No Longer Just a Little Background: Young Gun

There is nothing like being a fresh, young teacher.  No wife.  No kids.  Nothing to do but to lesson plan and grade papers.
[yeah, looking back on it, I probably was a brutal bastard to have as a teacher back then… sorry, guys]
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A Little More Background: Bruin Bard

I didn’t go to UCLA to become an English teacher.  My goal as I headed to Westwood was to be the next Francis Coppola (a UCLA alum), not the next Bill Lindquist.
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A Little Background: Lucky Boy

I’m a blessed guy, Shakespearean-ly speaking. I had a great introduction to the Bard by my high school freshman teacher, Bill Lindquist at Hueneme High School.

He made Shakespeare seem positively ILLICIT.  On the day we started Romeo and Juliet, he had us open our literature texts to the start of the play.  We read the first half of the first scene, then he brought us to an abrupt, almost angry stop.  He passed out Romeo and Juliet books, paperbacks, and had us look at the same scene.

“What do you notice?”

Hands shot up… “stuff” was missing.

Lindquist wrote the word “unexpurgated” on the board then explained to us that the anthology had been expurgated, had been cleaned up for our young eyes and minds.
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A Change in Plans?

Writing yesterday’s installment got me to thinking.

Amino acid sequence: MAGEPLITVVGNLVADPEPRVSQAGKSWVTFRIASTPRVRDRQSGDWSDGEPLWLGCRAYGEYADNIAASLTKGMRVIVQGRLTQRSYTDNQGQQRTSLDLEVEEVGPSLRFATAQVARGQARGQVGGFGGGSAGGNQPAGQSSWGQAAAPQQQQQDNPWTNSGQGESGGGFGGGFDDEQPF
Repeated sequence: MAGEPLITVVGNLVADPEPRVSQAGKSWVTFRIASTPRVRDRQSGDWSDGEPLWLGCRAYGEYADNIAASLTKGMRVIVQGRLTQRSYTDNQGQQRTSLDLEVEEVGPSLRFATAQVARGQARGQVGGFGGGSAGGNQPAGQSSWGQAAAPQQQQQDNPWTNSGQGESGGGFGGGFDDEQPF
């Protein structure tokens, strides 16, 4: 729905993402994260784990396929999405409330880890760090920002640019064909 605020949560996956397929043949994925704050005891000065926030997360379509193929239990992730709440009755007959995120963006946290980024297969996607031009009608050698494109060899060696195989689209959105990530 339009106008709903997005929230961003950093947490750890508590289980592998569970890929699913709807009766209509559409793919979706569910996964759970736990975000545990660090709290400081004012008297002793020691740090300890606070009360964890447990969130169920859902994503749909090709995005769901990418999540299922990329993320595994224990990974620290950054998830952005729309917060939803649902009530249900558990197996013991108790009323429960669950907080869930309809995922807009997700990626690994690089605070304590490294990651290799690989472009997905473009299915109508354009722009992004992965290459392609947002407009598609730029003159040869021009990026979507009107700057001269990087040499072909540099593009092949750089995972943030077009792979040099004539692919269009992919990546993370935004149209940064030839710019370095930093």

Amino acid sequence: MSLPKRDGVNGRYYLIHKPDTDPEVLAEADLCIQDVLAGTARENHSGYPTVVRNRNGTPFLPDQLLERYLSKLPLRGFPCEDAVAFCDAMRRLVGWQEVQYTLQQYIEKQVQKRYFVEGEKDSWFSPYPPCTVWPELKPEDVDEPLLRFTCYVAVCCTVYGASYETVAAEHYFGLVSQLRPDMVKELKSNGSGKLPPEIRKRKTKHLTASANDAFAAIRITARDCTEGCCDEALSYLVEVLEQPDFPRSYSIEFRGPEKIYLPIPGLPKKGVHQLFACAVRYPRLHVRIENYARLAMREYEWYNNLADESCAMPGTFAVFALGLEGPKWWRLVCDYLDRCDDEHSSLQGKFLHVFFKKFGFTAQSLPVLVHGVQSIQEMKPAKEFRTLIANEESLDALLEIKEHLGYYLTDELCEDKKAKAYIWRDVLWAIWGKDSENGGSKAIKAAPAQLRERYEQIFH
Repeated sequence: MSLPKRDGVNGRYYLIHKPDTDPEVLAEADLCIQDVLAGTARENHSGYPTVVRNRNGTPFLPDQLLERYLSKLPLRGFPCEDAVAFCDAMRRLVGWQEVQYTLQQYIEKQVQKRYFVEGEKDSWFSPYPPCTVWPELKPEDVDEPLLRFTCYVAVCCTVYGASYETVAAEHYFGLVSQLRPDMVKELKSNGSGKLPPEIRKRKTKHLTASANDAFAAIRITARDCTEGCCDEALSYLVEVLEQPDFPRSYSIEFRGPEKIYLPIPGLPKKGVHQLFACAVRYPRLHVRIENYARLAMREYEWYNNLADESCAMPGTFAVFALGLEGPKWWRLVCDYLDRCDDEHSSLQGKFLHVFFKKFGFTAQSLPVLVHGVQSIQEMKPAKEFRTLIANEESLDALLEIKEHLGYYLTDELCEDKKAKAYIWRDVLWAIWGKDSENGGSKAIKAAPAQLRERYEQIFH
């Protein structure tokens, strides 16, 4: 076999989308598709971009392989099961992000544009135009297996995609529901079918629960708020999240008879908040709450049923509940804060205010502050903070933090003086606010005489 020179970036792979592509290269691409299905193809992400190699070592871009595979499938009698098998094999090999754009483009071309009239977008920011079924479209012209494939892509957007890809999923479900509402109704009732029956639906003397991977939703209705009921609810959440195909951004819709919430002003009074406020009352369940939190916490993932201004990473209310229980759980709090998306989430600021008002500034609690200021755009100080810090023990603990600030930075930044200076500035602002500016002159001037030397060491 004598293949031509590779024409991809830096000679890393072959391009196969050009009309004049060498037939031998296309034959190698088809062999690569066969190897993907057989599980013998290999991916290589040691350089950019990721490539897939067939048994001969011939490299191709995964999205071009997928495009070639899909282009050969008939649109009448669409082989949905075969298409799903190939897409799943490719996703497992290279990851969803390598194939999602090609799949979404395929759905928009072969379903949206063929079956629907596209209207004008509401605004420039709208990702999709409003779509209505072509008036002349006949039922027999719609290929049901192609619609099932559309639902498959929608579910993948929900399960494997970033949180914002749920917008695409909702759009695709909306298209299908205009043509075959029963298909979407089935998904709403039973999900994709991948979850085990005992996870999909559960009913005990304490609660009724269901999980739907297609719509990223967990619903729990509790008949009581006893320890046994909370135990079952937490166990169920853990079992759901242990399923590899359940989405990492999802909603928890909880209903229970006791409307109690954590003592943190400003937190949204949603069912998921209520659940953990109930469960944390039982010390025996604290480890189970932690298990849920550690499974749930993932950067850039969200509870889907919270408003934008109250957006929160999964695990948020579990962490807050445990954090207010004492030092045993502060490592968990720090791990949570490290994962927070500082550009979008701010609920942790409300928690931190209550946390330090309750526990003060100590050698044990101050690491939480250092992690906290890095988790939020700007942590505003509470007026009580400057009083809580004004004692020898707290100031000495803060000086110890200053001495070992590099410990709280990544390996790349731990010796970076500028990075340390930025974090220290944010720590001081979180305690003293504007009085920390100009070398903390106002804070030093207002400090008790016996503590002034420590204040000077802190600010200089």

I miss the reading of the plays.

I miss the teaching of the plays.

But the think I think I miss the most is the discussion of the plays… the free and spirited exchange of ideas.
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OK, so what are we starting here…

Here’s what I’m thinking:

Let’s read every play–from the earliest, The Comedy of Errors, to the last, The Tempest–one per month.  Thirty-six plays, three years, ending with one of my favorites around the time of my son Kyle’s high school graduation (“Our revels now are ended,” indeed).
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And So We Begin…

OK, so I saw the Julie &Julia trailer a couple of weeks back.

And I put together a presentation on Romeo and Juliet for Kyle’s class around the same time.

Never presented, but have some stuff to share.

What if I tackled every play in the canon? I’ve read quite a few, but not all… it might give me an intellectual (as well as compositional) workout.

Let’s see where this takes us…